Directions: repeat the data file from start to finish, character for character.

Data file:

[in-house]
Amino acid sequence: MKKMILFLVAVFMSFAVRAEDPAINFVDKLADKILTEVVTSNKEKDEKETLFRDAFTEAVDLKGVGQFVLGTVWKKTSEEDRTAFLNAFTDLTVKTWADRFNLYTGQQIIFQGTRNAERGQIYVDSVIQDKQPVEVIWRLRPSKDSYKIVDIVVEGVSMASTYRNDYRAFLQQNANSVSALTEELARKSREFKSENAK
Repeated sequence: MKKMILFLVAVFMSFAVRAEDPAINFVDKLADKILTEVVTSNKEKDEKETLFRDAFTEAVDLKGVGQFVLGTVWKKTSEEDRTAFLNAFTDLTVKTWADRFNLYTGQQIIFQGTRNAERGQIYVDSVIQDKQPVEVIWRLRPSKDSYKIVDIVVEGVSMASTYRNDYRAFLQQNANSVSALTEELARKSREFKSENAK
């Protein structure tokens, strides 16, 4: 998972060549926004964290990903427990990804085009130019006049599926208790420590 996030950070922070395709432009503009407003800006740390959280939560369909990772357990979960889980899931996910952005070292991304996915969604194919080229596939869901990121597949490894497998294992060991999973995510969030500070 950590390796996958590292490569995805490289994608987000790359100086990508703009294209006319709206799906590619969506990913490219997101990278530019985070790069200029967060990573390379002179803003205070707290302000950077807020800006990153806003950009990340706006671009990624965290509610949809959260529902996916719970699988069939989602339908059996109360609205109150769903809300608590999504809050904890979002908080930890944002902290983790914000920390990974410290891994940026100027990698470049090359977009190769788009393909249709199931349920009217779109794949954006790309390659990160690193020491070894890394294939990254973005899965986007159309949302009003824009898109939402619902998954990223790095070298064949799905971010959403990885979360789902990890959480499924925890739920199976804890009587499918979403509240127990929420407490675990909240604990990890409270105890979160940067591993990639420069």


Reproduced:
[in-house]
Amino acid sequence: MKKMILFLVAVFMSFAVRAEDPAINFVDKLADKILTEVVTSNKEKDEKETLFRDAFTEAVDLKGVGQFVLGTVWKKTSEEDRTAFLNAFTDLTVKTWADRFNLYTGQQIIFQGTRNAERGQIYVDSVIQDKQPVEVIWRLRPSKDSYKIVDIVVEGVSMASTYRNDYRAFLQQNANSVSALTEELARKSREFKSENAK
Repeated sequence: MKKMILFLVAVFMSFAVRAEDPAINFVDKLADKILTEVVTSNKEKDEKETLFRDAFTEAVDLKGVGQFVLGTVWKKTSEEDRTAFLNAFTDLTVKTWADRFNLYTGQQIIFQGTRNAERGQIYVDSVIQDKQPVEVIWRLRPSKDSYKIVDIVVEGVSMASTYRNDYRAFLQQNANSVSALTEELARKSREFKSENAK
């Protein structure tokens, strides 16, 4: 998972060549926004964290990903427990990804085009130019006049599926208790420590 996030950070922070395709432009503009407003800006740390959280939560369909990772357990979960889980899931996910952005070292991304996915969604194919080229596939869901990121597949490894497998294992060991999973995510969030500070 950590390796996958590292490569995805490289994608987000790359100086990508703009294209006319709206799906590619969506990913490219997101990278530019985070790069200029967060990573390379002179803003205070707290302000950077807020800006990153806003950009990340706006671009990624965290509610949809959260529902996916719970699988069939989602339908059996109360609205109150769903809300608590999504809050904890979002908080930890944002902290983790914000920390990974410290891994940026100027990698470049090359977009190769788009393909249709199931349920009217779109794949954006790309390659990160690193020491070894890394294939990254973005899965986007159309949302009003824009898109939402619902998954990223790095070298064949799905971010959403990885979360789902990890959480499924925890739920199976804890009587499918979403509240127990929420407490675990909240604990990890409270105890979160940067591993990639420069």